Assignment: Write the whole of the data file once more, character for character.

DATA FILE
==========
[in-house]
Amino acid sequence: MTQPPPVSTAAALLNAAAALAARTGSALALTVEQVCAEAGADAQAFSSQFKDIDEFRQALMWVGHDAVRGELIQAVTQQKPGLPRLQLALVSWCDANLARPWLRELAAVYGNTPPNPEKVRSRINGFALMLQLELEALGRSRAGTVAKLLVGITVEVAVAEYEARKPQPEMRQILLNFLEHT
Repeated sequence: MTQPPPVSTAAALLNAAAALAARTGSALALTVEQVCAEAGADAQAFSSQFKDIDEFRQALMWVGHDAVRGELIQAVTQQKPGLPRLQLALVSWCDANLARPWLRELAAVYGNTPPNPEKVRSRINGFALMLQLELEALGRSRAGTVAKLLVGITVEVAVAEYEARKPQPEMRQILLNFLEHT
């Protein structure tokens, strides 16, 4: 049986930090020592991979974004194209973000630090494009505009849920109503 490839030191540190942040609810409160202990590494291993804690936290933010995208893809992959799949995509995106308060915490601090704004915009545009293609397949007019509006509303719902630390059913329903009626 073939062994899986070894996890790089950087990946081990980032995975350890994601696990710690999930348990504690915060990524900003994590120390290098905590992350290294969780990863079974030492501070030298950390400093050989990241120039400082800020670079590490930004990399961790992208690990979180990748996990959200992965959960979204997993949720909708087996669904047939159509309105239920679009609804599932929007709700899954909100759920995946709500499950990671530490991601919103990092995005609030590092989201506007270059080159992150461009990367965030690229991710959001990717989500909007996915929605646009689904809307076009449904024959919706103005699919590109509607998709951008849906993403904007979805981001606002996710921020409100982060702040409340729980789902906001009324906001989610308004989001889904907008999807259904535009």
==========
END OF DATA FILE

[in-house]
Amino acid sequence: MTQPPPVSTAAALLNAAAALAARTGSALALTVEQVCAEAGADAQAFSSQFKDIDEFRQALMWVGHDAVRGELIQAVTQQKPGLPRLQLALVSWCDANLARPWLRELAAVYGNTPPNPEKVRSRINGFALMLQLELEALGRSRAGTVAKLLVGITVEVAVAEYEARKPQPEMRQILLNFLEHT
Repeated sequence: MTQPPPVSTAAALLNAAAALAARTGSALALTVEQVCAEAGADAQAFSSQFKDIDEFRQALMWVGHDAVRGELIQAVTQQKPGLPRLQLALVSWCDANLARPWLRELAAVYGNTPPNPEKVRSRINGFALMLQLELEALGRSRAGTVAKLLVGITVEVAVAEYEARKPQPEMRQILLNFLEHT
């Protein structure tokens, strides 16, 4: 049986930090020592991979974004194209973000630090494009505009849920109503 490839030191540190942040609810409160202990590494291993804690936290933010995208893809992959799949995509995106308060915490601090704004915009545009293609397949007019509006509303719902630390059913329903009626 073939062994899986070894996890790089950087990946081990980032995975350890994601696990710690999930348990504690915060990524900003994590120390290098905590992350290294969780990863079974030492501070030298950390400093050989990241120039400082800020670079590490930004990399961790992208690990979180990748996990959200992965959960979204997993949720909708087996669904047939159509309105239920679009609804599932929007709700899954909100759920995946709500499950990671530490991601919103990092995005609030590092989201506007270059080159992150461009990367965030690229991710959001990717989500909007996915929605646009689904809307076009449904024959919706103005699919590109509607998709951008849906993403904007979805981001606002996710921020409100982060702040409340729980789902906001009324906001989610308004989001889904907008999807259904535009």